The first bullseye comes in his discussion about the state's job and jobless condition:
Some conservatives, I suspect, would reject the idea that you should measure all employment. But if slashing taxes and government jobs only results in enough private sector employment to offset the cuts in public jobs, it’s a completely ineffective way of lowering unemployment. It’s of no value to a voter to have lower taxes but no job. Nor are businesses likely to locate in a state where taxes are low but schools and universities are in decline. Surveys have long shown that well-trained workers, powerhouse universities, good transportation (from highways to rail) and other kinds of government-created infrastructure are more important to businesses than the relative tax level.His second bullseye comes when he discusses Scott Walker's ill-advised attempt to curtail the First Amendment:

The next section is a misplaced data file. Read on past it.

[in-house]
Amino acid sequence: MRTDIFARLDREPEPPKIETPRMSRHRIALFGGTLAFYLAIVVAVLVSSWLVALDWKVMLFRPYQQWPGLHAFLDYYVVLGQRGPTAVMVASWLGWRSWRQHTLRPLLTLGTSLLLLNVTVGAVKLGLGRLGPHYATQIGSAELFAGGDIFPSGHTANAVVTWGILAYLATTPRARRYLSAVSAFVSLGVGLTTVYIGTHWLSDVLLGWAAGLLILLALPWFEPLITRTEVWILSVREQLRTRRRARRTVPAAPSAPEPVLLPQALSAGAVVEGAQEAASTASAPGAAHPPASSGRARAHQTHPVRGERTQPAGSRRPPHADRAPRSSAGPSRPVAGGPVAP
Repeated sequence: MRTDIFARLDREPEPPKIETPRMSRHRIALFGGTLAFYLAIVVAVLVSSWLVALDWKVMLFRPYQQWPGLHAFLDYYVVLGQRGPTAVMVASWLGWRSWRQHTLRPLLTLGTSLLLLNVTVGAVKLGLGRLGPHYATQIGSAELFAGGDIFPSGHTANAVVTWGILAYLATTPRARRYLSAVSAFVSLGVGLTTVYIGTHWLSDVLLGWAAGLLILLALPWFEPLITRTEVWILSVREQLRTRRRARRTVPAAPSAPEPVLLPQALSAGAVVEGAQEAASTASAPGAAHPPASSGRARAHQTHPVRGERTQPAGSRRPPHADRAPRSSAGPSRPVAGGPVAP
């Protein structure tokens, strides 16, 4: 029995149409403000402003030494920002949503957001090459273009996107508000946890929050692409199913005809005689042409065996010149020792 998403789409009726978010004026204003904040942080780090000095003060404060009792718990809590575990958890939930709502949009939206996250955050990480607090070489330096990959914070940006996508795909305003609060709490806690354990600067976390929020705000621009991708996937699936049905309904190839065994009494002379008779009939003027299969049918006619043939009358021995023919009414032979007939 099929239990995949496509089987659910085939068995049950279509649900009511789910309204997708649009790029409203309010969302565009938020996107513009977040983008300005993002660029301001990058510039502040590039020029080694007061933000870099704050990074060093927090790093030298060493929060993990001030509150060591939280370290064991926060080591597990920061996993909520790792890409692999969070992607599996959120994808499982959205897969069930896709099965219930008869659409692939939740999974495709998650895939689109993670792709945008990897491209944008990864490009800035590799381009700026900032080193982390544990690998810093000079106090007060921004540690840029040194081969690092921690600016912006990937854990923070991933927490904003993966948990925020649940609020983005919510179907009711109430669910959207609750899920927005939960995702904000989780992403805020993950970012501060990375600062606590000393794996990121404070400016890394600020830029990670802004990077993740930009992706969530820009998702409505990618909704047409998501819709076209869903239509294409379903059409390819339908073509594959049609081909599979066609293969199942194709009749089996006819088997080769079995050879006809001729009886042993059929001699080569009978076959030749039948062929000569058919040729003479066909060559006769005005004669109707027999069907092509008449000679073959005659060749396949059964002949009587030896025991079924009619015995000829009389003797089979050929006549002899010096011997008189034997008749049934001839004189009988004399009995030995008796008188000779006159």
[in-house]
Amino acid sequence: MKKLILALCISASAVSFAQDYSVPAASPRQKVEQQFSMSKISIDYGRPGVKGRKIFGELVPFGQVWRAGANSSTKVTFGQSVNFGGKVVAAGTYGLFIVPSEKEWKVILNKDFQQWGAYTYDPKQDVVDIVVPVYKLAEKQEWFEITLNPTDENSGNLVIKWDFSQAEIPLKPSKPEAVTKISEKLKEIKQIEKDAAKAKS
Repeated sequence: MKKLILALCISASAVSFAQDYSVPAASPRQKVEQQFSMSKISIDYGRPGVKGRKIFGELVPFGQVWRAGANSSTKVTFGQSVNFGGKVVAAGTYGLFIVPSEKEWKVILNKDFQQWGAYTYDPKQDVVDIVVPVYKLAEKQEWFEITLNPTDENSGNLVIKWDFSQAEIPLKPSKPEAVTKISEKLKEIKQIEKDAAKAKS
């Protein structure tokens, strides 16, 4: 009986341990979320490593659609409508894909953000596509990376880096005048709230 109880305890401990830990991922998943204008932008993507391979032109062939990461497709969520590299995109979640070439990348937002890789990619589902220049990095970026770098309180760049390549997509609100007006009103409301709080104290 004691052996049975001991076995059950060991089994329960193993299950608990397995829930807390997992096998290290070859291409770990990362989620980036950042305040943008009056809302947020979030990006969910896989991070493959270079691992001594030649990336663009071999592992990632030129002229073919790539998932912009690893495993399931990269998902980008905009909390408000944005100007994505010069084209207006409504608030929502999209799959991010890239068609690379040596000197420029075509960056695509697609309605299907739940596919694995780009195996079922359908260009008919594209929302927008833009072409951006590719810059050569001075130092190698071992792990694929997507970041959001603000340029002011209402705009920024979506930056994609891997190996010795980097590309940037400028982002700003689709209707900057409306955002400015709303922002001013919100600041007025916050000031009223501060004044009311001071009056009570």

Beyond the policy question is one of politics, and I question the timing of Walker. Here is a governor who both parties predict will be subject to a recall election. This will be a duel over whose vision is more out of touch with average voters, and Walker decides to become the Grinch who stole the right to protest? This is just handing his opponents more ammunition and frankly may leave some moderates wondering whether Walker has gone off the deep end. Weren’t there any advisors to suggest the governor at least wait until after the election to pull this stunt?When the man's on target, he's on target.